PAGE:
There’s no doubt TPC Leadership has travelled a long way from where it began. We’ve spent the last few months reflecting on that journey across the world. From TPCL’s first breaths to our first global partnerships, and beyond to the inception of TPCL Southeast Asia and India, and TPCL Turkey and Romania.
Now we focus on our newer offices, Germany and Switzerland, in a mini-series of three blog posts. Here, we turn the spotlight on Germany.
We’re joined by Managing Partners Dr. Ulrich Schlattmann and Dr. Thomas-Navin Lal, who lead our Berlin and Cologne offices. With doctorates in economic psychology and neuroscience respectively, they bring rich insight to the TPCL family. Here they dive into the story of the struggles they have overcome and the challenges that lie ahead.
How culture makes partnerships easy
“We decided to take the step together,” says Navin. “Ulrich and I were managing partners of another company. When we connected with TPCL, our relationships with the other partners were so good and I thought so highly of them that it was obviously a natural fit. We felt we could immediately step on stage here and start delivering training without a lot of preambles.”
Coming from a classical consulting background, Navin and Ulrich were both highly experienced at delivering coaching and training. But after going independent, Ulrich says that entering into the TPCL culture was powerful, primarily because of the priority we place upon relationship.
“The human factor is probably the most important issue for people at TPCL,” he says. “So the culture is very collaborative and open. And of course, at the same time everyone is passionate about their work – it’s a powerful combination.”
Beyond the borders of what was possible
Because Navin and Ulrich had already worked together for a long time, they had a lot of momentum behind them once they started with TPCL. Their business was growing in double digits each year, and they were beginning to serve significant multinational companies in a number of countries, not Germany alone.
“TPCL is a great platform for international growth,” says Navin. “The network and coverage makes it much easier to deliver for clients beyond our borders. So now when I need a specialist, I can just shoot out an email to the partners’ network. This is the kind of support that just wouldn’t be possible in a small regional company.”
In addition to extending their reach, TPCL partnerships have enabled Navin and Ulrich to begin delivering training with consistent quality and approach across the world.
“This is important when helping a global client develop a consistent culture across their organisation,” he says. “From their perspective, when they roll out a big leadership training programme, it makes sense to have the same approach in each country (with different cultural components) to avoid organisational friction.“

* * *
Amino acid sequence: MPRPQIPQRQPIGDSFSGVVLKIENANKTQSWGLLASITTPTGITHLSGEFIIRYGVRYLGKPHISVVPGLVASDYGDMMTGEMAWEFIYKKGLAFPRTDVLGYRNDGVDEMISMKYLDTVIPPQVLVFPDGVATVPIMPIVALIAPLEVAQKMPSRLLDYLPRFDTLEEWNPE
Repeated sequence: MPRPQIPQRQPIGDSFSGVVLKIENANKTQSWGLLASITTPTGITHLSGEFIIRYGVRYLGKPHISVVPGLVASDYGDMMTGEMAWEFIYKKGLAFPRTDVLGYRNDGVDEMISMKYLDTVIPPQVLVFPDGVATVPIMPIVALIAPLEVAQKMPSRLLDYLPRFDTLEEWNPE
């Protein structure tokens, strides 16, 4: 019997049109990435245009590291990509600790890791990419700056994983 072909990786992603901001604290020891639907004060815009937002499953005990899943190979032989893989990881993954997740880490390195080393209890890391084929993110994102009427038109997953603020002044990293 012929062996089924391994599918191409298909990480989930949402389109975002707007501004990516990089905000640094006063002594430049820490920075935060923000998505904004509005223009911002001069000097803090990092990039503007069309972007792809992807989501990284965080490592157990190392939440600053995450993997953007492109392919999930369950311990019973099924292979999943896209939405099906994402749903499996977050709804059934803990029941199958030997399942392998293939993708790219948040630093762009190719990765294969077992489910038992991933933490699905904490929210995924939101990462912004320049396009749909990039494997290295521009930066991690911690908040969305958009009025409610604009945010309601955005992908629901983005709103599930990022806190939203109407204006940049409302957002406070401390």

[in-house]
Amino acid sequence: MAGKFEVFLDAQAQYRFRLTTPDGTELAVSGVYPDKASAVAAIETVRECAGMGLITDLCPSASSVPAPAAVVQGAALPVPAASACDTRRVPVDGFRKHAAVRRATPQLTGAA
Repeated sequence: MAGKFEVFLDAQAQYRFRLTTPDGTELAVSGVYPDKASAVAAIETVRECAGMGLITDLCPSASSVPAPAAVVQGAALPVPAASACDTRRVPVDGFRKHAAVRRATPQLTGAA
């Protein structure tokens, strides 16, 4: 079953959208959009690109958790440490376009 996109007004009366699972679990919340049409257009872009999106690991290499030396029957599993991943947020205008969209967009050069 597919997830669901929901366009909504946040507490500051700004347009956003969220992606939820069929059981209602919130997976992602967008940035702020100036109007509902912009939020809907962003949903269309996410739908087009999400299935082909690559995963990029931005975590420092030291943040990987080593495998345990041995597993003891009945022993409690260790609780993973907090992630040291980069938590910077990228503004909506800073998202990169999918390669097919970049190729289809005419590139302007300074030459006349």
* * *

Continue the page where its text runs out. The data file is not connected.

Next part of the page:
Culture – the distinguishing factor
Developing a consistent culture has been a recurring theme for TPCL Germany. Navin and Ulrich have worked across a vast spectrum of businesses, consulting in both the German startup scene and with classical corporations. But everywhere they go, culture has been one of the most pressing issues.
“The need to earn high salaries is probably a bit smaller than it used to be,” says Ulrich. “People still care about it but they also want to be able to identify with their organisation and feel fulfilled. This is becoming more and more important for employers everywhere.”
Ulrich mentions a scale-up that recognised the need to create this kind of culture. In just three years, their numbers had increased to 1,000 people but they hadn’t yet invested in a coaching and training programme. So they sought out Navin and Ulrich’s expertise.
“We had a lot of valuable discussions about the culture,” says Ulrich. “Which is the most important thing when you’re looking for talent on the market in Europe. If people are searching for a new job, they will look on Glassdoor, and they will try to learn what the culture is like. It’s the first thing talent will look at, even before the salary.”
Leadership development is in the zeitgeist
Navin and Ulrich are noticing that more and more leaders in Germany want training and coaching. And they are realising the importance of being developed on a human level as well as a corporate level.
There is one case in particular that Navin notes as one of his highlights. He was working to help two senior leaders who didn’t trust one another, and who needed to resolve this relational issue. It took a number of months but after a set of coaching sessions, they began to work through their differences.
“It was very intense for them,” says Navin. “For me the key moment was the first time someone made a joke in a session and everyone laughed. It was a turning point because we hadn’t seen that for months. I pointed this out to them and we reflected on it for quite some time. It really was a wonderful moment.”
These leaders now have a stable relationship, and Navin reflects that it is this kind of work that makes his work at TPCL so rewarding.
Ulrich adds that on a wider level, leadership development is at a sweet spot. “Because they really want it,” he says, “we can help companies to grow both their people and their culture, which are fast becoming the distinguishing factor between companies.”
To learn more about how to cultivate a culture in your own organisation, or to start your leadership development journey, don’t hesitate to get in touch with TPCL Germany.